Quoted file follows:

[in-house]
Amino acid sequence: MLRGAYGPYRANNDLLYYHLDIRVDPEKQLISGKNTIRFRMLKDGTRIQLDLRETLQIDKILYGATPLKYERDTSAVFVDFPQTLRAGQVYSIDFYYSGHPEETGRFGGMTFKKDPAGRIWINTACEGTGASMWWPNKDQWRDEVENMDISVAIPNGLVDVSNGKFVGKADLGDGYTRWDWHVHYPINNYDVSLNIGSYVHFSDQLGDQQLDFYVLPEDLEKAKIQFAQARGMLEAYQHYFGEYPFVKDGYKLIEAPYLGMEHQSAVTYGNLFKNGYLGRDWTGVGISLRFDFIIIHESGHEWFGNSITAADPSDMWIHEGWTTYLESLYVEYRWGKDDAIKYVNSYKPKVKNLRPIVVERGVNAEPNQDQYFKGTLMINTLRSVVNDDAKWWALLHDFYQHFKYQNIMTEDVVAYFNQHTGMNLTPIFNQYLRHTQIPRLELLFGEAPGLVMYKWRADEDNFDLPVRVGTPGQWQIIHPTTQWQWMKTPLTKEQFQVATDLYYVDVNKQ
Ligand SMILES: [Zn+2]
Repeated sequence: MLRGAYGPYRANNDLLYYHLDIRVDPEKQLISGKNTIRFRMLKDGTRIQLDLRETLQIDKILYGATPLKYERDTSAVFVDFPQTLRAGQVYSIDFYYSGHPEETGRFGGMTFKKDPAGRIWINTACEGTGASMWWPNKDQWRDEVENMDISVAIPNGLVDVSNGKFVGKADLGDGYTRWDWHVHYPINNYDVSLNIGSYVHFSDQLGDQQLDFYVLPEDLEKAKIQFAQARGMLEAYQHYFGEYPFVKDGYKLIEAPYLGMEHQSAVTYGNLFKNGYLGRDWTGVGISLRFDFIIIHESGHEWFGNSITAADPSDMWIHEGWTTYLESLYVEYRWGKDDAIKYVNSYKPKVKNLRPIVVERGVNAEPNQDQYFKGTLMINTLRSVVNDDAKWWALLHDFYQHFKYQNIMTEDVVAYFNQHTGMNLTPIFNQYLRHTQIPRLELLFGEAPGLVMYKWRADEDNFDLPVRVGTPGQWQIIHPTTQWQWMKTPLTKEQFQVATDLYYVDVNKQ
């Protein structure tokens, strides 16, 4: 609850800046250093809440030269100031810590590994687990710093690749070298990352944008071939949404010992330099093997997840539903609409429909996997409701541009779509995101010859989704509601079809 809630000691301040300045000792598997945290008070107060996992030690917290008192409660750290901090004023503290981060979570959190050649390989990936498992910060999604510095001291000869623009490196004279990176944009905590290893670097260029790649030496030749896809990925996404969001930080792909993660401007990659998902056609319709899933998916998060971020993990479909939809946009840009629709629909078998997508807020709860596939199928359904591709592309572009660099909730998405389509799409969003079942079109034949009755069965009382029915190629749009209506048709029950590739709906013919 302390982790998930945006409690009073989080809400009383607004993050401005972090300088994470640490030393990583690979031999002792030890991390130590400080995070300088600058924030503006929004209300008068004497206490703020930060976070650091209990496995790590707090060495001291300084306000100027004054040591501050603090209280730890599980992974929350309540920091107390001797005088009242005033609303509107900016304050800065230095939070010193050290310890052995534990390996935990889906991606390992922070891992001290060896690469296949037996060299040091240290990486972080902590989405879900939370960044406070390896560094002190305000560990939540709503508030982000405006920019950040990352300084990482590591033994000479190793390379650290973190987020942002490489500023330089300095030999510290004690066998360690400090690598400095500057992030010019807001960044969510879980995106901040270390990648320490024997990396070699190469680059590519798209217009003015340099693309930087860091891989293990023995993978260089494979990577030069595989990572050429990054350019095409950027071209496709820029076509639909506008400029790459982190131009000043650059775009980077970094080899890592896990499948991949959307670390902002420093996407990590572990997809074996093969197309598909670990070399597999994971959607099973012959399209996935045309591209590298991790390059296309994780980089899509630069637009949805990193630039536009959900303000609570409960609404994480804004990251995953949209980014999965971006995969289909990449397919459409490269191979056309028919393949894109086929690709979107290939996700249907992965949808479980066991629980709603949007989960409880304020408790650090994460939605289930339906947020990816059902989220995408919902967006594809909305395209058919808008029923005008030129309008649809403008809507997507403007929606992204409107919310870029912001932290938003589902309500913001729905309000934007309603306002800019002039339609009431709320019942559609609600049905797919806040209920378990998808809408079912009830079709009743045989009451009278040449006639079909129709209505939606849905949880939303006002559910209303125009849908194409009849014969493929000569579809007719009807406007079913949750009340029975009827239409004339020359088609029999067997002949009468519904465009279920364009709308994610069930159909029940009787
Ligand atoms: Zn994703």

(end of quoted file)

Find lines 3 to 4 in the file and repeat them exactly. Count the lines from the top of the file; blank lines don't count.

Ligand SMILES: [Zn+2]
Repeated sequence: MLRGAYGPYRANNDLLYYHLDIRVDPEKQLISGKNTIRFRMLKDGTRIQLDLRETLQIDKILYGATPLKYERDTSAVFVDFPQTLRAGQVYSIDFYYSGHPEETGRFGGMTFKKDPAGRIWINTACEGTGASMWWPNKDQWRDEVENMDISVAIPNGLVDVSNGKFVGKADLGDGYTRWDWHVHYPINNYDVSLNIGSYVHFSDQLGDQQLDFYVLPEDLEKAKIQFAQARGMLEAYQHYFGEYPFVKDGYKLIEAPYLGMEHQSAVTYGNLFKNGYLGRDWTGVGISLRFDFIIIHESGHEWFGNSITAADPSDMWIHEGWTTYLESLYVEYRWGKDDAIKYVNSYKPKVKNLRPIVVERGVNAEPNQDQYFKGTLMINTLRSVVNDDAKWWALLHDFYQHFKYQNIMTEDVVAYFNQHTGMNLTPIFNQYLRHTQIPRLELLFGEAPGLVMYKWRADEDNFDLPVRVGTPGQWQIIHPTTQWQWMKTPLTKEQFQVATDLYYVDVNKQ